Find out what you need to know about the week in cannabis/marijuana news, in just 23 minutes!
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Attorney General Eric Holder on Tuesday appeared before the House Judiciary Committee for an oversight hearing in which he stated that federal law does not always trump state law, declined to initiate the process to reschedule marijuana and reaffirmed his commitment to granting clemency to low-level nonviolent drug offenders with unduly harsh sentences.
The Suquamish Tribe of Washington state is exploring the idea of selling marijuana on their reservation at Port Madison.
The South Carolina Democratic Party will ask voters on the June primary ballot whether they support legalizing medical marijuana, in a non-binding referendum. Party leaders made the announcement to push a medical marijuana bill currently in the Legislature.
The annual WMUR Granite State Poll released Wednesday by the University of New Hampshire Survey Center shows a growing majority of New Hampshire adults support making marijuana legal and regulating it like alcohol.
Boston Mayor Martin J. Walsh this week moved to block the opening of two medical marijuana dispensaries in the city, saying he's "dead set" against the shops at a forum in Dorchester and then sending a letter to state officials urging "swift action" if any problems are found with the companies' applications.
Two cannabis legalization measures in Oregon are gathering signatures around the state. Initiative Petitions 21 and 22, the Oregon Cannabis Amendment and The Oregon Cannabis Tax Act, are in the race for the July 3 signature deadline. Initiative 21 would end criminal penalties for cannabis, while Initiative 22 regulates and taxes cannabis, including hemp for industrial and agricultural uses.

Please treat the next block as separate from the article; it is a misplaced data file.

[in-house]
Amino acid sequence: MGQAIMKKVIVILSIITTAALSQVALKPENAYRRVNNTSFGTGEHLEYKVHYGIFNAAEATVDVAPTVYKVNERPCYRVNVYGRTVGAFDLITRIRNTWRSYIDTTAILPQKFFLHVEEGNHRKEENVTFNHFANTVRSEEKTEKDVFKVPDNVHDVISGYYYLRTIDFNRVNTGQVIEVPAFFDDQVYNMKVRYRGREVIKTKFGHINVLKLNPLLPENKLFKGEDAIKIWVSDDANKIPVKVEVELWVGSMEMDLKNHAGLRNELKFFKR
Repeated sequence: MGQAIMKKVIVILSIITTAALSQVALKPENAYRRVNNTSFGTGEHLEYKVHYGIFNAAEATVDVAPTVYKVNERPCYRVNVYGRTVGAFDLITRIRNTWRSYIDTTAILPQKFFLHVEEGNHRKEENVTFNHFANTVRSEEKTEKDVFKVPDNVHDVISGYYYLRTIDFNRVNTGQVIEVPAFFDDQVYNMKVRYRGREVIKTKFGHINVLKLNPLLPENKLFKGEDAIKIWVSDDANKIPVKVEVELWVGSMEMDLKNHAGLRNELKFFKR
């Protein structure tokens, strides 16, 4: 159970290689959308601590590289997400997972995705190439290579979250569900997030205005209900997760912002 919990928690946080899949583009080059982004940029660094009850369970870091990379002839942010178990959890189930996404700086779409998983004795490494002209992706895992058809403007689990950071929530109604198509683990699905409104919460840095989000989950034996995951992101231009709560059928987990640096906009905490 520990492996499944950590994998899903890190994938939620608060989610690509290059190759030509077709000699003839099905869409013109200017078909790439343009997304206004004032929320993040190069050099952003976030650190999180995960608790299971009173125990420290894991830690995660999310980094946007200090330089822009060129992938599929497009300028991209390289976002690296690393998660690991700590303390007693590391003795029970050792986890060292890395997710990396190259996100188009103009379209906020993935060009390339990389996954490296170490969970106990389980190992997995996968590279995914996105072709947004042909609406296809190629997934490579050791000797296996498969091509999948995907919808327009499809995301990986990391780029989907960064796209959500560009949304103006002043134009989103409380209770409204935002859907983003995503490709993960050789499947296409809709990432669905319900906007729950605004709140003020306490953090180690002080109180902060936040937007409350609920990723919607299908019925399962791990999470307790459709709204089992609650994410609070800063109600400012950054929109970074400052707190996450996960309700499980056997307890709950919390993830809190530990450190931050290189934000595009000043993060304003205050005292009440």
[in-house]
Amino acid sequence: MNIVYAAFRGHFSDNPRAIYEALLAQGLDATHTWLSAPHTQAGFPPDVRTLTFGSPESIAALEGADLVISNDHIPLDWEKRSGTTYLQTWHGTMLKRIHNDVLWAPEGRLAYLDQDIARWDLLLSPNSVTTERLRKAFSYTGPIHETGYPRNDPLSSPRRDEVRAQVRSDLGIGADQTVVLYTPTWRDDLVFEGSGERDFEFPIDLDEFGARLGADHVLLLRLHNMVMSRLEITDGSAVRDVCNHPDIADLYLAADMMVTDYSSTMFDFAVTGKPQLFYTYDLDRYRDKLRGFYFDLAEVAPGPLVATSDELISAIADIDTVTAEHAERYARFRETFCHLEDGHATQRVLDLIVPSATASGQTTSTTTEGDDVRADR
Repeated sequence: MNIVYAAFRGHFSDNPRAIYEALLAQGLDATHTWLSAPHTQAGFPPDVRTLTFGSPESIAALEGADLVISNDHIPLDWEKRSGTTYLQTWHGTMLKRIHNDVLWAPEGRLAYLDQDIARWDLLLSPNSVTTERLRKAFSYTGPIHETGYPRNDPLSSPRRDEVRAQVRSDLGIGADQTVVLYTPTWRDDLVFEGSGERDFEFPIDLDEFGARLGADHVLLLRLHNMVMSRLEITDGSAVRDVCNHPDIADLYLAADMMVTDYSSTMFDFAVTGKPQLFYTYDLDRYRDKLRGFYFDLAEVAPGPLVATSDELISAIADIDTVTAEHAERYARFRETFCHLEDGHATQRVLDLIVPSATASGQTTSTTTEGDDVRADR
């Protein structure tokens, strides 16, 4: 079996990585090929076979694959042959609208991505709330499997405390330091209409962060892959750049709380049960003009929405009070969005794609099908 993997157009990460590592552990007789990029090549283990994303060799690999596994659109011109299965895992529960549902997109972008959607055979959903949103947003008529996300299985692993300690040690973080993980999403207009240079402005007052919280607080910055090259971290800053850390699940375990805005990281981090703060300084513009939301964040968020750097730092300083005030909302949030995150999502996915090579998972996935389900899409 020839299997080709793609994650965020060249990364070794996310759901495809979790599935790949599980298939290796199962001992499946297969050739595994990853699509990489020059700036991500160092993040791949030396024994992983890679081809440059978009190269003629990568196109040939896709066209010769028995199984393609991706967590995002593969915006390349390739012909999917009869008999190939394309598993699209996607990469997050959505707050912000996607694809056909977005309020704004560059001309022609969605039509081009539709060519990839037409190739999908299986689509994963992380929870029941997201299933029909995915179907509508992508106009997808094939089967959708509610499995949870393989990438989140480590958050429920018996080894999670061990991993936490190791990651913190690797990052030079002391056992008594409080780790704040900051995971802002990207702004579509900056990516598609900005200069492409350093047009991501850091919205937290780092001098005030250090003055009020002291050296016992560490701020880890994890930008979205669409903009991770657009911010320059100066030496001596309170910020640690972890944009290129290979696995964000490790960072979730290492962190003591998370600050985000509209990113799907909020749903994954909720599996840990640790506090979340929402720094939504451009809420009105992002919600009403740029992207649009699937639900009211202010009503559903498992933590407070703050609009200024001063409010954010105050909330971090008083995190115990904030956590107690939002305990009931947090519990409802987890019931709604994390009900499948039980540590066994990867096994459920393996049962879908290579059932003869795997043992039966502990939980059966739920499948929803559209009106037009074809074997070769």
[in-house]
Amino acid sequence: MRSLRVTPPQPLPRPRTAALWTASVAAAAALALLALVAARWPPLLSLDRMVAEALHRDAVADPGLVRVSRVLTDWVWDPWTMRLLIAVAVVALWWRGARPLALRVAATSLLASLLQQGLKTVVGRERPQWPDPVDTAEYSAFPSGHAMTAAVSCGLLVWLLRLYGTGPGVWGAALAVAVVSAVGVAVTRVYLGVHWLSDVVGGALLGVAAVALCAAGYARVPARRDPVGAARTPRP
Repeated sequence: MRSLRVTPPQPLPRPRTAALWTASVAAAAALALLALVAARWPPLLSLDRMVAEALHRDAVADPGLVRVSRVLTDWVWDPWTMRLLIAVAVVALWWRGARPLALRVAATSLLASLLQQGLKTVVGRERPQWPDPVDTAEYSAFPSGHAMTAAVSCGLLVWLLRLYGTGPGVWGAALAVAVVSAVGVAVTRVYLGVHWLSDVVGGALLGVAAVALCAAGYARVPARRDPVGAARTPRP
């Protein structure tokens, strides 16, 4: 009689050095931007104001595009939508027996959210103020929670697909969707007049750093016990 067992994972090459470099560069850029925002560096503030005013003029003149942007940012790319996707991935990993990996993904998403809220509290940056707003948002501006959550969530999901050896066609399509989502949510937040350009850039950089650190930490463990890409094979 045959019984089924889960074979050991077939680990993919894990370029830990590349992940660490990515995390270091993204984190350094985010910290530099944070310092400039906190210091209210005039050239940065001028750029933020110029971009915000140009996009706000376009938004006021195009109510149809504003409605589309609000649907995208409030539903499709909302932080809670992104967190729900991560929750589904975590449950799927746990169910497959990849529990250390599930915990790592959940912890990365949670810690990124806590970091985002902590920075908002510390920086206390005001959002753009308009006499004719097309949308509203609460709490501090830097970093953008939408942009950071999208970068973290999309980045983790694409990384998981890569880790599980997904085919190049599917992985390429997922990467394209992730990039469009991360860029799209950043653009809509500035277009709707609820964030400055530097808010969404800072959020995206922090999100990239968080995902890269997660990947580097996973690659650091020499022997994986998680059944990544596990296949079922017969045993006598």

There aren't many good options when you buy a bad sack of black market marijuana. As Evelyn Hamilton of Lufkin, Texas, found out on Monday, calling the cops is one of the worst.
Toke Signals Must Read of the Week
By Jack Rikess
Of the supposedly 43 million Americans who smoke marijuana, there is such a small percent of us that are allowed to have safe and easy access to our drug of choice, that to complain seems to be a little elitist and even downright spoiled. Having a medical marijuana card has changed my life for definitely the better and not to be redundant, and it’s made scoring much safer.
But if you’re of a certain age and generation, because of the nature of prohibition, the only way to score our pot was to go to someone’s home.
As much as I love having a card and going to the Pot Shop, or having it delivered, I miss the interaction of the old daze.
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